The AIG web site is tested using Microsoft’s Internet Explorer, Google Chrome and Apple’s Firefox web browsers.  We are aware of an issue affecting use of the event registration and on-line shop affecting Firefox browser users. Regrettably, we’re unable to support Firefox and suggest that users opt for one of the supported browsers to make use of the secure services  of the AIG web site.

When you make use of both the Membership Portal and the events registration/bookshop systems you are helping to reduce the workload of AIG’s service providers and volunteers, which in turn minimises the Institute’s costs and ensures we can maintain low membership, event registration and publication fees and costs while securely delivering services to members and non-members supporting AIG by attending events or purchasing publications.

AIG Member Advantage: enjoy your summer and save on your Christmas presents

Member AdvantageChristmas is on the horizon and planning is in the air. Why not take advantage of your AIG membership discounts to find the perfect gifts for your family and friends or enjoy relaxing summer holidays away?

AIG members have access to great savings including:

Gift cards and e-Gift cards: Need a quick and easy gift idea for someone special? Select from our wide range of gift cards including: Westfield, Coles, Wish (Woolworths and Caltex), Kmart, The Good Guys, Harris Scarfe, Rebel Sport and more.

Receive exclusive discounts on e-gift cards for Myer, Flight Centre, David Jones and other retailers.

Movie Tickets: Treat someone to a night at the movies at a film of their own choice. Gift vouchers available for all major Australian cinemas including tickets for Gold Class, Lux, the candy bar and IMAX. E-Vouchers tickets are available for Hoyts and Palace cinemas.

Lifestyle experiences and Gifts: Take a walk on the wild side and give an experience like no other. Choose one of many hair raising experiences like car racing, balloon rides, jet boating and more with RedBalloon and Adrenalin.

Online shopping: Avoid the crazy crowds and shop for your loved ones via our online shopping hubs. Enjoy a range of discounted toys and manchesterelectronics, magazine subscriptions, flower deliveries, IT products and services all at the click of a button!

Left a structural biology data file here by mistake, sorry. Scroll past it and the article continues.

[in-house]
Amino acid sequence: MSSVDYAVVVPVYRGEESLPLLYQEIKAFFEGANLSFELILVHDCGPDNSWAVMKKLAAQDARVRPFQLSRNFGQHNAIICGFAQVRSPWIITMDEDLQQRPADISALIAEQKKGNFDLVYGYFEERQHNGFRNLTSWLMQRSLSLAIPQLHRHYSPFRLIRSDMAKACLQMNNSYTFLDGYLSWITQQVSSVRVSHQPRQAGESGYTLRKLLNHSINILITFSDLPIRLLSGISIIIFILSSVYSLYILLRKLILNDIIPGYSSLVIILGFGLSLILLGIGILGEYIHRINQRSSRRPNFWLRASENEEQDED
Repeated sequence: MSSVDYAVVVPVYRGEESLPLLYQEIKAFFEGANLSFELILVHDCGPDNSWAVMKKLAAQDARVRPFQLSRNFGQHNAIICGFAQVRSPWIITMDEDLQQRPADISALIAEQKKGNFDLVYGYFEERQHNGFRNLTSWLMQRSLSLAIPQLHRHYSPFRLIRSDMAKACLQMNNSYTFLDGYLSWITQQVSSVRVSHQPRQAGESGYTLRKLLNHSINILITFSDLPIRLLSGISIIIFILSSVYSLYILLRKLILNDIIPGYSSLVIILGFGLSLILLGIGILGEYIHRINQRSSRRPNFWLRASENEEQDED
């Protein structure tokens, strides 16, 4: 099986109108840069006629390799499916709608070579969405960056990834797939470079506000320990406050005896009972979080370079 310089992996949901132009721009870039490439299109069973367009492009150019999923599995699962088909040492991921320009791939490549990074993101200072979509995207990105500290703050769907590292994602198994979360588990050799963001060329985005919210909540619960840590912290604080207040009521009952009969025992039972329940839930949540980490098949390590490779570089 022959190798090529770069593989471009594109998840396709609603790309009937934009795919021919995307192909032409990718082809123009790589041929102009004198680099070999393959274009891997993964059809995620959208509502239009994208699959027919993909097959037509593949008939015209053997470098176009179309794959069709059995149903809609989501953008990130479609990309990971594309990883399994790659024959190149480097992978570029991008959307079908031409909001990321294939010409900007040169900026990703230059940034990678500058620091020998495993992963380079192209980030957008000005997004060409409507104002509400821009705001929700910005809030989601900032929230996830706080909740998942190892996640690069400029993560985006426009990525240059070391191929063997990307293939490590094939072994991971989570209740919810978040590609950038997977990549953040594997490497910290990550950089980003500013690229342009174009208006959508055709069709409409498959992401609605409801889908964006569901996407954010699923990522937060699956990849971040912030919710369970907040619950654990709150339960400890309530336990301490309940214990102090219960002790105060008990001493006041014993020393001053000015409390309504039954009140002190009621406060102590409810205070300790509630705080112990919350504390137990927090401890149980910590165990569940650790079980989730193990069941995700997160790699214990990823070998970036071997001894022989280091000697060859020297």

Accommodation:  Indulge yourself for less and book a room with Best Western across Australia, New Zealand and Fiji or with HotelClub Partner Network at thousands of hotels worldwide.

Dining: Christmas lunch is on us this year with access to generous discounts at selected restaurants across Australia, including two for one meals.

For more information, visit the AIG Member Advantage website or call 1300 853 352.

Member Advantage Christmas

An introduction to porphyry Cu-Au exploration, Orange District, NSW

40 CPD HoursCorbett Menzies Cunliffe Pty Ltd are again holding their “an introduction to porphyry Cu-Au exploration” field training course in the Orange area, NSW from 28 Feb to 5 Mar 2016.

This course will provide field-based training to allow the participant to begin exploration for porphyry Cu-Au deposits. It will be run in the Orange area NSW, mapping field exposures and drill core from the Cargo and Copper Hill exploration projects, and drill core from the Cadia-Rideway and North Parkes porphyry Cu-Au deposits. Mapping will emphasise the identification of porphyry veins styles, alteration styles, mineralisation, structure and lithologic variations. Introductory lectures will include: the staged evolution of porphyry systems which includes the role of alteration, structure and breccias, and moves on to the exploration environment including the erosion level above an ore zone and also mapping techniques.

Cost: $3500 (+GST) pp and 10 places for unemployed geologists at $1750 (+GST) pp. Fees include accommodation, bus travel, meals and (take home) field equipment. Funding assistance is available for NSW young geoscientists who are AIG members – check out the website.

Places are limited to 25.

Instructors: Dr Greg Corbett, Doug Menzies and Stuart Hayward.

Duration: 28 February to 5 March 2016 with 5 days of field work (field days might be substituted for lectures in really bad weather). The agenda is as follows:

Sunday 28/2/16 – arrive by midday with an afternoon of lectures (compulsory).
Monday 29/2/16 – Cargo porphyry Cu prospect – 1:500 scale mapping.
Tuesday 01/3/16 – Cargo & Copper Hill projects – mapping & log drill core.
Wednesday 02/03/16 – Cargo & Copper Hill projects–mapping & log drill core.
Thursday 03/03/16– Cadia Ridgeway Porphyry Cu-Au deposit- log drill core.
Friday 04/3/16 – Goonumbla Cu-Au deposit – Log a cross section of drill core.
Saturday 5/3/16 – Depart.

Evening Lectures might include (1-2 hours):

  • Porphyry Cu-Au genetic models.
  • GIS footprints for porphyry Cu-Au exploration.
  • Porphyry deposit case studies.

Registrationwww.cmcgeos.com

For further information email: doug.menzies@cmcgeos.com.

Please note that CMC reserves the right to cancel this event should minimum attendance numbers not be met.

Registrations will close on 31 January 2016.